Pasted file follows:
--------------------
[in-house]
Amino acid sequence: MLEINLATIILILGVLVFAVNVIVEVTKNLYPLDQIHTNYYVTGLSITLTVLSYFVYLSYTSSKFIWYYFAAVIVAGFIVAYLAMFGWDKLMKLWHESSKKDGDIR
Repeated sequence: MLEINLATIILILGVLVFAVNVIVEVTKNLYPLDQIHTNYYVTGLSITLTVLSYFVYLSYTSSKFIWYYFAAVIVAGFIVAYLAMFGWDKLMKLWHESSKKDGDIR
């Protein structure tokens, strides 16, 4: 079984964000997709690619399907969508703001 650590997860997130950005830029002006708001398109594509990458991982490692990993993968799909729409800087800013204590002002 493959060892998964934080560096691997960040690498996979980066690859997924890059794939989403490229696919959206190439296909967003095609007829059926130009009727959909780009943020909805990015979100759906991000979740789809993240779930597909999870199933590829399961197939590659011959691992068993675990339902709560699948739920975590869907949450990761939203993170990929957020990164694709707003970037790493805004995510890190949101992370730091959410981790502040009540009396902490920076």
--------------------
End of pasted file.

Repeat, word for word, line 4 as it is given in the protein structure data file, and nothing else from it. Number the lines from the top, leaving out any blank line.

């Protein structure tokens, strides 16, 4: 079984964000997709690619399907969508703001 650590997860997130950005830029002006708001398109594509990458991982490692990993993968799909729409800087800013204590002002 493959060892998964934080560096691997960040690498996979980066690859997924890059794939989403490229696919959206190439296909967003095609007829059926130009009727959909780009943020909805990015979100759906991000979740789809993240779930597909999870199933590829399961197939590659011959691992068993675990339902709560699948739920975590869907949450990761939203993170990929957020990164694709707003970037790493805004995510890190949101992370730091959410981790502040009540009396902490920076």